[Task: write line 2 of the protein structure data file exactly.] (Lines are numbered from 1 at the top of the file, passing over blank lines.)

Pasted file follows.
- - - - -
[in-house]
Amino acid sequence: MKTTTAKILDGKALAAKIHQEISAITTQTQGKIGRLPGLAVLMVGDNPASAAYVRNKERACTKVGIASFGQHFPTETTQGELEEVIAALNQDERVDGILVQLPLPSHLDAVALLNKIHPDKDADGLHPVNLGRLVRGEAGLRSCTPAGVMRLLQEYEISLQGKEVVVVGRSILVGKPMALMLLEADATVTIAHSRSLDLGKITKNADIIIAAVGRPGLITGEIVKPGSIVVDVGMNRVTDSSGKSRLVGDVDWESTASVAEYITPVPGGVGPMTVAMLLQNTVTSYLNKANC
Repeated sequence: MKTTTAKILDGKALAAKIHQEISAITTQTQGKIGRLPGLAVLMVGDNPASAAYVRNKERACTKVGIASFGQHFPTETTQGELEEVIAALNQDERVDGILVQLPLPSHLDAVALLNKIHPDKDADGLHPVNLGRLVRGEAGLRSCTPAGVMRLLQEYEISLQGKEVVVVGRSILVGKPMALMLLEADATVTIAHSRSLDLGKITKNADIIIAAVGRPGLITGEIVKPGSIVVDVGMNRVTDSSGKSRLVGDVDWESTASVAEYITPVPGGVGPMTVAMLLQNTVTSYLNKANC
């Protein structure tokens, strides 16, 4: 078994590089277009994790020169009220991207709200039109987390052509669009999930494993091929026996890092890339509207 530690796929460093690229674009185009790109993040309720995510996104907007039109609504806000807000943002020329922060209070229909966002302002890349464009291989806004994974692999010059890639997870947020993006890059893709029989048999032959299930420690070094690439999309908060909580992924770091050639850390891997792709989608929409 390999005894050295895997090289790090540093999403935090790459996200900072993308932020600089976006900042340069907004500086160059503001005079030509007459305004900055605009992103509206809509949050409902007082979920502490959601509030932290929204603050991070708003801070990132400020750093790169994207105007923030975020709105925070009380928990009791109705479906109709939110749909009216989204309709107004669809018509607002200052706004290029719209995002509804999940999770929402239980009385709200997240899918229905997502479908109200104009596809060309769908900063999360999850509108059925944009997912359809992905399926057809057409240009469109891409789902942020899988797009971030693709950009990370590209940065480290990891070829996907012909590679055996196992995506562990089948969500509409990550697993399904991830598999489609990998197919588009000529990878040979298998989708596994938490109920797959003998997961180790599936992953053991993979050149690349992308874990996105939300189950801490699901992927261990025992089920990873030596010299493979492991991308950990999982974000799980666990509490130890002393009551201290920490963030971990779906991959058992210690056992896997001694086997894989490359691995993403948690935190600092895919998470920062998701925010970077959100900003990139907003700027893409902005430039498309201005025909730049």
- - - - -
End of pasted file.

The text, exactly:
Amino acid sequence: MKTTTAKILDGKALAAKIHQEISAITTQTQGKIGRLPGLAVLMVGDNPASAAYVRNKERACTKVGIASFGQHFPTETTQGELEEVIAALNQDERVDGILVQLPLPSHLDAVALLNKIHPDKDADGLHPVNLGRLVRGEAGLRSCTPAGVMRLLQEYEISLQGKEVVVVGRSILVGKPMALMLLEADATVTIAHSRSLDLGKITKNADIIIAAVGRPGLITGEIVKPGSIVVDVGMNRVTDSSGKSRLVGDVDWESTASVAEYITPVPGGVGPMTVAMLLQNTVTSYLNKANC